Finding out what the meaning of life is is a herculean task: the greatest thinkers in history have debated it for millennia, and they have not reached a clear conclusion. Or yes, but in very disparate opinions that make it clear that there is no consensus about what the meaning of life is.
To find possible answers to the meaning of life, we must first ask ourselves some questions. This is a modest guide on what is the meaning of life.

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What is the meaning of life
What differentiates human beings from animals is their ability to think, from which arises the existential anguish of finding answers to crucial questions . And the quintessential question that we have been trying to solve for centuries is: What is the meaning of life?
The answer can be given by the questions we ask about this question and, in any case, questioning ourselves about existence is a first step . to solve the riddle.

1. Where did we come from
The past

In our current times, the questioning of the past has become obsolete: postmodernity has condemned us to the dictatorship of the present and to transience. But for a long time, one of the ways to find meaning in life was by analyzing and metabolizing our past .
Human beings and animals have something in common: they both evolve. But according to Darwinism, animals evolve for their survival, while man evolves to progress .
And so, if we look back, we see that the history of humanity is a progression of stages of social and technological development that, utopian, would have to lead to uninterrupted progress.where we come from and why we have evolved , as a species, in a certain way, we will be able to find the answer to the meaning of life.

2. Where are we going?
The future

Although, in fact, the question about the meaning of life is usually always a mental projection into the future: where are we going, where do we want to go.
In this sense, the question becomes an exercise in optimism because it changes its meaning: we no longer ask what the meaning of life is, but what meaning we want to give to our life. The future is an opportunity to build our vital project.
Here, therefore, the question no longer has a passive tone but an active meaning that gives us responsibility as builders of our path.The answer stops being something predefined , and fills the space of the optionality.

3. What are your preferences?
The present

At last, the question about what is the meaning of life and what meaning do we want to give it is summed up in a question of potentialities and preferences. That is why the most optimistic believe that, even if life had no meaning , we can give it to them.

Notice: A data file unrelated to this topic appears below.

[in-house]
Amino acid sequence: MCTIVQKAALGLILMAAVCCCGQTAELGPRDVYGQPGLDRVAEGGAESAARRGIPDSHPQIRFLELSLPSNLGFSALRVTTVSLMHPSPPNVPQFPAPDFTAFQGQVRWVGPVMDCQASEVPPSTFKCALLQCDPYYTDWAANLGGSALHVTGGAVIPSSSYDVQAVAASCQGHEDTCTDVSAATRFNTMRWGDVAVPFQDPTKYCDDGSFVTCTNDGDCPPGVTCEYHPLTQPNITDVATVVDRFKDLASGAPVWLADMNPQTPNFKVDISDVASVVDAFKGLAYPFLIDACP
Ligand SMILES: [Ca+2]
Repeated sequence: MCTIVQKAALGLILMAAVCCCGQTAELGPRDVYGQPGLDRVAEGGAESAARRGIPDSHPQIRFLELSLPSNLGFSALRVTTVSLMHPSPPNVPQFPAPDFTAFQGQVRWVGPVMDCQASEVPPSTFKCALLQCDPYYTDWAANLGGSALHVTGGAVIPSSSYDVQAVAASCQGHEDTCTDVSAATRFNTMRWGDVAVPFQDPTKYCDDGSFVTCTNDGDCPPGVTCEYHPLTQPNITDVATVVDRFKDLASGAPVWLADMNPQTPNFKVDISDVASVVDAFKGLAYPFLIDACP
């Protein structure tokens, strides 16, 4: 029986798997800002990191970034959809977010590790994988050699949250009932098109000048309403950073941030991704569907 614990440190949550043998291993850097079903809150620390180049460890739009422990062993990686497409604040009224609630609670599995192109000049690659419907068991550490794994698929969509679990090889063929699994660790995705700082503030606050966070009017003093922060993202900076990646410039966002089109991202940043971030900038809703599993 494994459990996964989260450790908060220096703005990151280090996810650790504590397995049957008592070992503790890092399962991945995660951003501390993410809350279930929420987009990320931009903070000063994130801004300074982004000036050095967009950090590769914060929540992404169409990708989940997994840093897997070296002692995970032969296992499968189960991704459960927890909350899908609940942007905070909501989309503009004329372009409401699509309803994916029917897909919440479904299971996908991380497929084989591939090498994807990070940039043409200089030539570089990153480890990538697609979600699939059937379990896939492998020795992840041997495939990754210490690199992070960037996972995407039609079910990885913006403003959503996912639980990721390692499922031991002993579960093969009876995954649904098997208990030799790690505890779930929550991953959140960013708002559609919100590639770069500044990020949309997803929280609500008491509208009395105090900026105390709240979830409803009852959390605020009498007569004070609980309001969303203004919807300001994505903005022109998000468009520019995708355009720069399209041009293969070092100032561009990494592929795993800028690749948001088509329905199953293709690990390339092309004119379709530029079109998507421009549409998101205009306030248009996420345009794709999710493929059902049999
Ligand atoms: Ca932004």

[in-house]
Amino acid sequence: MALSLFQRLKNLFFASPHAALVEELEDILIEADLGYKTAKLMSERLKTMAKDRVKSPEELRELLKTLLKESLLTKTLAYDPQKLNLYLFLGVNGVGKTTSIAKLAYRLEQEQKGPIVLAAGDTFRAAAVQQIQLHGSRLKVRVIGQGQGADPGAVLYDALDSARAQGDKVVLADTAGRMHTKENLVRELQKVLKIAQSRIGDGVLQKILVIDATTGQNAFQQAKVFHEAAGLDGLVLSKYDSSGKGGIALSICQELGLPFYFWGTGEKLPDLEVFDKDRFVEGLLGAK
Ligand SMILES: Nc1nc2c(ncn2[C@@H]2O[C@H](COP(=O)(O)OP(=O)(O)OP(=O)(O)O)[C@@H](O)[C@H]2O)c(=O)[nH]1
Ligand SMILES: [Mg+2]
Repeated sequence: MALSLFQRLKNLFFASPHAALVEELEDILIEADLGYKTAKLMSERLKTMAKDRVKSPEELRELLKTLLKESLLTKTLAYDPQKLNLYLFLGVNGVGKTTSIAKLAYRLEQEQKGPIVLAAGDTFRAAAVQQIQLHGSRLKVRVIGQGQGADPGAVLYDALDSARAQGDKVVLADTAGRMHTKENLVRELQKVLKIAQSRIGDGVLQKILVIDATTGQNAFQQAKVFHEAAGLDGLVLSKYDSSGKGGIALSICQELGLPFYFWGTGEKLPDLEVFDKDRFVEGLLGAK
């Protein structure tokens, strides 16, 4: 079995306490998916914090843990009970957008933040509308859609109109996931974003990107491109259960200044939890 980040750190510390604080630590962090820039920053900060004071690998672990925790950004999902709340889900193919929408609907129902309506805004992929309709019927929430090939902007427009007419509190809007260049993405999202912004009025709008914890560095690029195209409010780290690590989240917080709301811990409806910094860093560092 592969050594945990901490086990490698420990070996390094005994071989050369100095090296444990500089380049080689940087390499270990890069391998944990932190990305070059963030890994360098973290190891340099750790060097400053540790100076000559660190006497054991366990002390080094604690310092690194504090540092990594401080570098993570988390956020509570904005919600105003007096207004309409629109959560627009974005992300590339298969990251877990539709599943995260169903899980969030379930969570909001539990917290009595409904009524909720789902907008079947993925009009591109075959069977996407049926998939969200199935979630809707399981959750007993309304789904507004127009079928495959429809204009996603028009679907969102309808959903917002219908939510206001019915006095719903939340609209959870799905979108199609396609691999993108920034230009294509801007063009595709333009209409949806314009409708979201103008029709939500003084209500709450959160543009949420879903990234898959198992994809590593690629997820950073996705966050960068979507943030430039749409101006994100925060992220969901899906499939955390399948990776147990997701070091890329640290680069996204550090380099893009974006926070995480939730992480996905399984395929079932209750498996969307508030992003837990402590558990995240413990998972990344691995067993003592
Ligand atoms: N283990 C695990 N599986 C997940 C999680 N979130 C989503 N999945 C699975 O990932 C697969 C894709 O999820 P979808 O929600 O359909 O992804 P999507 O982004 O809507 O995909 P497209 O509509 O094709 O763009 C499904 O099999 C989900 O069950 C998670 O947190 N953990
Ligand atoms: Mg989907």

Analyzing our potentialities, organizing our preferences and making use of our capacity to build our vital project. According to our preferences, our potentialities and other conditions, we will opt for a more optimistic or pessimistic, individual or collective, ambitious or conservative response.

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5 possible answers to the meaning of life
From all these reflections and the conditions in which we live, we will draw very different conclusions that offer several possible answers to the meaning of life. These are some of them.

1. Pessimistic response to the meaning of life
It has prevailed for many centuries and is highly conditioned by the mentality forged through religious beliefs . In fact, it is still a widespread idea in our societies to think that this life is not the most important.
Christianity spread the idea of ​​earthly life as a vale of tears, concept taken by other religious or philosophical conceptions tending to fatalism and pessimism. According to this perspective, the meaning of life is to trick it as much as possible trying to overcome pain and suffering, which is inherent to man.
Many people, when wondering about the meaning of life, do not see any sense in it, because they focus its relevance on the point of death and the afterlife . However, this idea has been outdated in favor of more vital and optimistic interpretations.

1.1 Religious perspective
The meaning of life changes even depending on the religion to which we refer, but there are some points of connection between all of them .